The key problem for normative (or moral) culturalrelativism arises as soon as we try to formulate it. It resists formulations that are (1) clear, precise, and intelligible; (2) plausible enough to warrant serious attention; and (3) faithful to the aims of leading cultural relativists, one such aim being to produce an important alternative to moral universalism. Meeting one or two of these conditions is easy; meeting all three is not. I discuss twenty-four candidates for the label (...) "culturalrelativism," showing that not one meets all three conditions. In the end I conclude that cultural relativists have produced nothing that threatens universalism. (shrink)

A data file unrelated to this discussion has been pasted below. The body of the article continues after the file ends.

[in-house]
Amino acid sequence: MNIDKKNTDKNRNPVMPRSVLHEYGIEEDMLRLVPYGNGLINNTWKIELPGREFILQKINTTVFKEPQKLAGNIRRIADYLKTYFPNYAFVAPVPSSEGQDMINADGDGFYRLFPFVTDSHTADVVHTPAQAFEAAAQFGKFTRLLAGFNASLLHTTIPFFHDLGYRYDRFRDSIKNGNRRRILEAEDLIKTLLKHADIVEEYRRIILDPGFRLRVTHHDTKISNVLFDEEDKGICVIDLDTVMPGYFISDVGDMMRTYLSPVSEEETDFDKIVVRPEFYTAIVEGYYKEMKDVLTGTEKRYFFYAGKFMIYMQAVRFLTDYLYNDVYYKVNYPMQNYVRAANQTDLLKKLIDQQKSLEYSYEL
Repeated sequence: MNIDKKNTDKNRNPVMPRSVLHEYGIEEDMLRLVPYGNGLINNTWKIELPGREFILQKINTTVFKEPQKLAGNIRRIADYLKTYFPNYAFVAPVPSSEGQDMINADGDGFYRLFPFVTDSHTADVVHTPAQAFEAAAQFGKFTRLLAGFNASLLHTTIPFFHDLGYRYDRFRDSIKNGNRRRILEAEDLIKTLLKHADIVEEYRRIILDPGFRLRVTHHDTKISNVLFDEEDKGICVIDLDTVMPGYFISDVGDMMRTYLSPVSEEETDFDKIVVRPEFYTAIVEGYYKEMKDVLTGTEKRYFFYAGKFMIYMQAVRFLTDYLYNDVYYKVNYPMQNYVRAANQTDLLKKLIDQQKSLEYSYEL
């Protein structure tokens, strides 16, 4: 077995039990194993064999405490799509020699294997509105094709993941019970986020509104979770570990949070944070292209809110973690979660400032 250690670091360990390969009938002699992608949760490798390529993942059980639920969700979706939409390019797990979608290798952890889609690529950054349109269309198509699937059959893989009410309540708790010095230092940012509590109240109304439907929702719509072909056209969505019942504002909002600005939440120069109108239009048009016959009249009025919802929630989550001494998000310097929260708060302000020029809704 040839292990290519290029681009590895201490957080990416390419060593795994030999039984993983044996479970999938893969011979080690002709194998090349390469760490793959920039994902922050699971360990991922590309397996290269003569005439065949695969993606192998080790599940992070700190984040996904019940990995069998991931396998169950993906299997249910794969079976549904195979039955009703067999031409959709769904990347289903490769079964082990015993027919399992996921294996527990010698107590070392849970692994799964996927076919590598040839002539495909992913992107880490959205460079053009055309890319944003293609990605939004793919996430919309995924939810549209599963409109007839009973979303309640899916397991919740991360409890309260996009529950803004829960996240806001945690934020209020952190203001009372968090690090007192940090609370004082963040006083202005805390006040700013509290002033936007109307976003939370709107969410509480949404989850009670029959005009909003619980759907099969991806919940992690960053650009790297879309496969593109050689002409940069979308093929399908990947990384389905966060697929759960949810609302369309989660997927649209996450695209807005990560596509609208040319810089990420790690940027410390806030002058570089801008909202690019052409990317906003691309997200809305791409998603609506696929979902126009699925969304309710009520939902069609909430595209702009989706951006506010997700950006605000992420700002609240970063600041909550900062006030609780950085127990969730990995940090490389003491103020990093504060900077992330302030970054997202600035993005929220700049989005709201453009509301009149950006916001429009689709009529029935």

The implementation of international human rights law has traditionally been undermined by the dichotomy between universalism and culturalrelativism. Some groups regard human rights as more reflective of other culture’s and are unwilling to subscribe to them. One response to this is to enable groups to take co-ownership of human rights. Quality Circles based on institutions and technology, and the collaboration they encourage, provide one such means for doing so. What is required is for states to facilitate rather (...) than undermine and censor these processes. Human Rights Quality Circles at different levels represent one way in which the culturalrelativism and universalism division can be addressed, particularly in an ever-globalising world. (shrink)